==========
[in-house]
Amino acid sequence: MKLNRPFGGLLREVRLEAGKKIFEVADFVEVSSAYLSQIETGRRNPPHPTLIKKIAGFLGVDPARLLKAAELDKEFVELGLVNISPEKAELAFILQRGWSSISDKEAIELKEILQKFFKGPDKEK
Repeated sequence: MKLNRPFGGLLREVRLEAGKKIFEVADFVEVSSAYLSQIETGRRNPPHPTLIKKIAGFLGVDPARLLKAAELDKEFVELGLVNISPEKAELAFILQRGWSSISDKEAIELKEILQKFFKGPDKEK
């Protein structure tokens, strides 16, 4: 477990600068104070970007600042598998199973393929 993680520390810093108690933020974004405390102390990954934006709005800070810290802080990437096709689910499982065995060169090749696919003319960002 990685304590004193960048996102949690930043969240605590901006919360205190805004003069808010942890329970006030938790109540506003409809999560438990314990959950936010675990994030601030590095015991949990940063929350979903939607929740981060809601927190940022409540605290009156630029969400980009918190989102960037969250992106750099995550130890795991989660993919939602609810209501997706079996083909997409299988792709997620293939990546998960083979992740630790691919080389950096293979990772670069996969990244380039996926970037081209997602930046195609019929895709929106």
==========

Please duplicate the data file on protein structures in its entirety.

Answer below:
[in-house]
Amino acid sequence: MKLNRPFGGLLREVRLEAGKKIFEVADFVEVSSAYLSQIETGRRNPPHPTLIKKIAGFLGVDPARLLKAAELDKEFVELGLVNISPEKAELAFILQRGWSSISDKEAIELKEILQKFFKGPDKEK
Repeated sequence: MKLNRPFGGLLREVRLEAGKKIFEVADFVEVSSAYLSQIETGRRNPPHPTLIKKIAGFLGVDPARLLKAAELDKEFVELGLVNISPEKAELAFILQRGWSSISDKEAIELKEILQKFFKGPDKEK
């Protein structure tokens, strides 16, 4: 477990600068104070970007600042598998199973393929 993680520390810093108690933020974004405390102390990954934006709005800070810290802080990437096709689910499982065995060169090749696919003319960002 990685304590004193960048996102949690930043969240605590901006919360205190805004003069808010942890329970006030938790109540506003409809999560438990314990959950936010675990994030601030590095015991949990940063929350979903939607929740981060809601927190940022409540605290009156630029969400980009918190989102960037969250992106750099995550130890795991989660993919939602609810209501997706079996083909997409299988792709997620293939990546998960083979992740630790691919080389950096293979990772670069996969990244380039996926970037081209997602930046195609019929895709929106």